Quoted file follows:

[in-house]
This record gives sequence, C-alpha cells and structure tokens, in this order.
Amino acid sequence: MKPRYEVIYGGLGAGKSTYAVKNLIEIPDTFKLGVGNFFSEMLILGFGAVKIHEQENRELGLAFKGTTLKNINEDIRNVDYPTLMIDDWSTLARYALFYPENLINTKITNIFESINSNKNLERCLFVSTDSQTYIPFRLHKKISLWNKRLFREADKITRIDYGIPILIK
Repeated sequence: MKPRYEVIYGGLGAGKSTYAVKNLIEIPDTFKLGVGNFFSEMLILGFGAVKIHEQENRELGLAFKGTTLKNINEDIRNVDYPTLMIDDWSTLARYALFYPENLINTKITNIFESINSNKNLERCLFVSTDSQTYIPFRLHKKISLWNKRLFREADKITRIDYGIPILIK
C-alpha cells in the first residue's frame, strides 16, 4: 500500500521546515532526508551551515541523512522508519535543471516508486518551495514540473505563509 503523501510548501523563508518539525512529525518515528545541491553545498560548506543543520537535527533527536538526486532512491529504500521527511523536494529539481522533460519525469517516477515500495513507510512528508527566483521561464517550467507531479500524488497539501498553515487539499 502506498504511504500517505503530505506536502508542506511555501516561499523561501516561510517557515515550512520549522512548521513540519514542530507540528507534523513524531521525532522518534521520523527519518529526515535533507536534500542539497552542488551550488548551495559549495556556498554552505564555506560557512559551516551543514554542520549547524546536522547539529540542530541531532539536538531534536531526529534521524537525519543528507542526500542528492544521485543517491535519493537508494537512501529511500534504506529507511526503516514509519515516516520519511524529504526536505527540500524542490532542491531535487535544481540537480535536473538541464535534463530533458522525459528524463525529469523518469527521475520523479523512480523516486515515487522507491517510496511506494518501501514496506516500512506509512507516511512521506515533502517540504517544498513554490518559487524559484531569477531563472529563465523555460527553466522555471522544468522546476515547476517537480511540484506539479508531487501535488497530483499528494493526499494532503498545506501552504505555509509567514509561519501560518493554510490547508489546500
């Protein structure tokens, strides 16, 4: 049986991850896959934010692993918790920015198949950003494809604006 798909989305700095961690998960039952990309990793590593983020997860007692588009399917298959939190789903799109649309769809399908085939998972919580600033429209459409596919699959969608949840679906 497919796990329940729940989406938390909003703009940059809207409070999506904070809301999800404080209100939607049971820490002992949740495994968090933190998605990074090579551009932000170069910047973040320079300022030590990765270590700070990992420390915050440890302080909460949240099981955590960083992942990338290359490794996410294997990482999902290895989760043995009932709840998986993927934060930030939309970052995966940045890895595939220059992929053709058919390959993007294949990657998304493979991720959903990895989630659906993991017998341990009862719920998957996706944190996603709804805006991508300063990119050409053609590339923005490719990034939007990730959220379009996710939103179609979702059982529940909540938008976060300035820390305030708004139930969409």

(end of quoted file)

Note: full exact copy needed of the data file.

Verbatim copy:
[in-house]
This record gives sequence, C-alpha cells and structure tokens, in this order.
Amino acid sequence: MKPRYEVIYGGLGAGKSTYAVKNLIEIPDTFKLGVGNFFSEMLILGFGAVKIHEQENRELGLAFKGTTLKNINEDIRNVDYPTLMIDDWSTLARYALFYPENLINTKITNIFESINSNKNLERCLFVSTDSQTYIPFRLHKKISLWNKRLFREADKITRIDYGIPILIK
Repeated sequence: MKPRYEVIYGGLGAGKSTYAVKNLIEIPDTFKLGVGNFFSEMLILGFGAVKIHEQENRELGLAFKGTTLKNINEDIRNVDYPTLMIDDWSTLARYALFYPENLINTKITNIFESINSNKNLERCLFVSTDSQTYIPFRLHKKISLWNKRLFREADKITRIDYGIPILIK
C-alpha cells in the first residue's frame, strides 16, 4: 500500500521546515532526508551551515541523512522508519535543471516508486518551495514540473505563509 503523501510548501523563508518539525512529525518515528545541491553545498560548506543543520537535527533527536538526486532512491529504500521527511523536494529539481522533460519525469517516477515500495513507510512528508527566483521561464517550467507531479500524488497539501498553515487539499 502506498504511504500517505503530505506536502508542506511555501516561499523561501516561510517557515515550512520549522512548521513540519514542530507540528507534523513524531521525532522518534521520523527519518529526515535533507536534500542539497552542488551550488548551495559549495556556498554552505564555506560557512559551516551543514554542520549547524546536522547539529540542530541531532539536538531534536531526529534521524537525519543528507542526500542528492544521485543517491535519493537508494537512501529511500534504506529507511526503516514509519515516516520519511524529504526536505527540500524542490532542491531535487535544481540537480535536473538541464535534463530533458522525459528524463525529469523518469527521475520523479523512480523516486515515487522507491517510496511506494518501501514496506516500512506509512507516511512521506515533502517540504517544498513554490518559487524559484531569477531563472529563465523555460527553466522555471522544468522546476515547476517537480511540484506539479508531487501535488497530483499528494493526499494532503498545506501552504505555509509567514509561519501560518493554510490547508489546500
């Protein structure tokens, strides 16, 4: 049986991850896959934010692993918790920015198949950003494809604006 798909989305700095961690998960039952990309990793590593983020997860007692588009399917298959939190789903799109649309769809399908085939998972919580600033429209459409596919699959969608949840679906 497919796990329940729940989406938390909003703009940059809207409070999506904070809301999800404080209100939607049971820490002992949740495994968090933190998605990074090579551009932000170069910047973040320079300022030590990765270590700070990992420390915050440890302080909460949240099981955590960083992942990338290359490794996410294997990482999902290895989760043995009932709840998986993927934060930030939309970052995966940045890895595939220059992929053709058919390959993007294949990657998304493979991720959903990895989630659906993991017998341990009862719920998957996706944190996603709804805006991508300063990119050409053609590339923005490719990034939007990730959220379009996710939103179609979702059982529940909540938008976060300035820390305030708004139930969409």